The situation is aggravated when a tumor is located inside an organ. This is because, in the course of penetration of the laser beam toward the tumor, the beam looses a considerable part of its energy and also destroys a considerable amount of the surrounding healthy tissue.
Irrespective of whether the treated tumor is on the surface or inside the organ, the process is always accompanied by a phenomenon known as "back scattering", i.e., returning of a portion of heat energy back to the fiber core. This back scattering accelerates destruction of the core.
In some cases an optical fiber can be used as a tool for cutting tissue by placing it in direct contact with the tissue. When the fiber core is used for cutting a tissue, the fiber core is moved across the operation site in the cutting direction. Such cutting is known as a "dragging" operation. Dragging is performed, not by the entire end face of the fiber core, but rather by a hot point at its leading edge. Thus the laser beam energy is utilized with extremely low efficiency, because its major part is dissipated directly into the surrounding tissue and is not used for cutting.
In other cases, laser surgery is carried out by means of an optical fiber with a sapphire tip attached to its end.
An advantage of such an instrument in comparison to the one without a sapphire tip, i.e., with a flat end, is that the sapphire tip will concentrate almost the entire energy at the point of contact with the tissue. However, an instrument of this type is efficient only for cutting and is unsuitable for operations requiring either a lower operation temperature or a larger treatment area.
Optical fibers are also used in laser angioplasty, i.e., the plastic surgery of diseased blood vessels. In laser angioplasty an optical fiber is inserted into a blood vessel, moved along the vessel, and used, e.g., for removing plaque from the inner walls of the vessel.
At the present time, however, optical fiber laser angioplasty can be carried out only in relatively short and straight vessels because existing techniques suitable for such operations allows the beam to exit only in a straight-forward direction.
In addition, when plaque areas are located asymmetrically, i.e., not opposite to each other on the inner wall of the vessel, simultaneously with the removal of a plaque area, the straight-forward beam will damage the opposite inner wall.
Thus, in laser angioplasty the laser beam's energy is used inefficiently because the laser instrument is aimed at treating lateral objects while the energy beam is aimed in a forward direction. Also, the optical fiber is located in a narrow blood vessel and therefore cannot be bent. This is because, in a bent state, an optical fiber may preserve its operation characteristics only when the radius of the curvature exceeds 3-4 cm, and this is impossible because of the limited space inside the blood vessel.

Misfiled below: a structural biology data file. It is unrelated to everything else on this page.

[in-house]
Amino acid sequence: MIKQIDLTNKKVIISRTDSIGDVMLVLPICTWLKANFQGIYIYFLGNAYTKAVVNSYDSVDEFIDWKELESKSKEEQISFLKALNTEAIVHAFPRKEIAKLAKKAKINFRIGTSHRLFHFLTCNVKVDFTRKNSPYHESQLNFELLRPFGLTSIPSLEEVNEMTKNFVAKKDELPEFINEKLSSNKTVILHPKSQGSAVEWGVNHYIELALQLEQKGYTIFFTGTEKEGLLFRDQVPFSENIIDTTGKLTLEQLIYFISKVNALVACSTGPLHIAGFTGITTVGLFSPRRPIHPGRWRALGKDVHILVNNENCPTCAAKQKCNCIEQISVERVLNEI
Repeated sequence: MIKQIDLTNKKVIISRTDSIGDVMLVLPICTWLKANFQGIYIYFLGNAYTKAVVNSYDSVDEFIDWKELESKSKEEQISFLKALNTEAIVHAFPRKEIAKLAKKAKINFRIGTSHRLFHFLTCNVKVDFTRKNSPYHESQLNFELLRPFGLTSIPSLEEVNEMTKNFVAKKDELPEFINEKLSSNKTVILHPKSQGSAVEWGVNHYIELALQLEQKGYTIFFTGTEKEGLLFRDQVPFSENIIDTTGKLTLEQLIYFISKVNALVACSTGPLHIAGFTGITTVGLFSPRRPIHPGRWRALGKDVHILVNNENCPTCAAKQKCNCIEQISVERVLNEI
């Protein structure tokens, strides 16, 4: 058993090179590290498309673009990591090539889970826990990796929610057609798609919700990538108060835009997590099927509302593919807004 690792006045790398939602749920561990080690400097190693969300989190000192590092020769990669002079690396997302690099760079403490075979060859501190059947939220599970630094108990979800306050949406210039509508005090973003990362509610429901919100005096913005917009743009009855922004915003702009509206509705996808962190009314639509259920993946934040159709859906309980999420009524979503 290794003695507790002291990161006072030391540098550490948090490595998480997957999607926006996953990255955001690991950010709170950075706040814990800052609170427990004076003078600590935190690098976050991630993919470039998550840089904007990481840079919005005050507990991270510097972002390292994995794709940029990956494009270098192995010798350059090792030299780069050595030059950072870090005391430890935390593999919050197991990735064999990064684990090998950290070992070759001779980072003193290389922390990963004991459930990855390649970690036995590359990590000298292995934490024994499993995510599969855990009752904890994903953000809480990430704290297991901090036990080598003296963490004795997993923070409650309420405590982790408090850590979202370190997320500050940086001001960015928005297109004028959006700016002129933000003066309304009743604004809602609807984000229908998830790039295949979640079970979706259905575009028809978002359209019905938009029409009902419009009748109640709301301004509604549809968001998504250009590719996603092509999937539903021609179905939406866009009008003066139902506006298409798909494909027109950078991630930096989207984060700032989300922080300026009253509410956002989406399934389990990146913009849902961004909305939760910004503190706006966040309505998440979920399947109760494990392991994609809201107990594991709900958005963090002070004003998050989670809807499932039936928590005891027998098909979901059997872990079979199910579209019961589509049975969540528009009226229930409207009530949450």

In a human body, however, none of the blood vessels is ideally straight and some of them have very intricate paths, forming V-or U-shaped configurations. In order to treat hard-to-reach areas in such vessels, the laser beam should be guidable throughout a wide range of angles. The same is true, not only for angioplasty, but also for other types of laser surgery.
A more detailed description of optical fiber laser surgery techniques is given in "Optical Fibers in Medicine" (SPIE [Society of Photographic Instrumentation Engineers] 1990), Volume MS 11, Bellingham, Wash., USA.
Accordingly, several objects of the present invention are to provide a surgical laser endoscopic focusing guide which enables the laser beam energy to be directed in the lateral direction, increases efficiency of conversion of light into thermal energy, decreases back scattering of the laser beam from the treatment area, improves accuracy of treatment, and decreases zone of necrosis formed during surgery. Further objects and advantages will become apparent from the consideration of the ensuing description and drawings.
FIG. 1 is a general view of a surgical laser endoscopic focusing guide with an adjustable optical fiber, in accordance with the invention.
FIG. 2 is a schematic fragmentary longitudinal sectional view of a surgical laser beam-guiding part of the guide of FIG. 1 for lateral treatment.
FIG. 3 is a view similar to that of FIG. 2 but with a beam focusing guide for angioplasty.
FIG. 1 is a general view of a surgical laser endoscopic focusing guide with an adjustable optical fiber.